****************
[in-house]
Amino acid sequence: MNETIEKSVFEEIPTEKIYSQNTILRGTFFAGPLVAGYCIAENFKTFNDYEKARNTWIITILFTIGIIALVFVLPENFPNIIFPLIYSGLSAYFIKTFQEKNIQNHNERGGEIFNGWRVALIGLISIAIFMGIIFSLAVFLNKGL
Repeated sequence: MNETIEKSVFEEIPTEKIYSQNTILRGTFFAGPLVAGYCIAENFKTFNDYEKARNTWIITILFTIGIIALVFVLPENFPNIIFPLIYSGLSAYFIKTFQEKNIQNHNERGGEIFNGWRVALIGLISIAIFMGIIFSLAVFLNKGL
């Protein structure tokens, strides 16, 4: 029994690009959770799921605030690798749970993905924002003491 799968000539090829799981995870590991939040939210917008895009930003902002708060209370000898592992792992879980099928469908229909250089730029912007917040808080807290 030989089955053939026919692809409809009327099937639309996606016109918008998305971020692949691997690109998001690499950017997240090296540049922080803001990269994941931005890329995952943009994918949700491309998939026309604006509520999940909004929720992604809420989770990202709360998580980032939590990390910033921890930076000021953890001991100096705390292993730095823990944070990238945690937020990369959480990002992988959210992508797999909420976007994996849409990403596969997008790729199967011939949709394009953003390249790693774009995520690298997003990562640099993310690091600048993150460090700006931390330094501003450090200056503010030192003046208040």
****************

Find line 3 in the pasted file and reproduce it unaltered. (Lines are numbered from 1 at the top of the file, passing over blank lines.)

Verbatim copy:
Repeated sequence: MNETIEKSVFEEIPTEKIYSQNTILRGTFFAGPLVAGYCIAENFKTFNDYEKARNTWIITILFTIGIIALVFVLPENFPNIIFPLIYSGLSAYFIKTFQEKNIQNHNERGGEIFNGWRVALIGLISIAIFMGIIFSLAVFLNKGL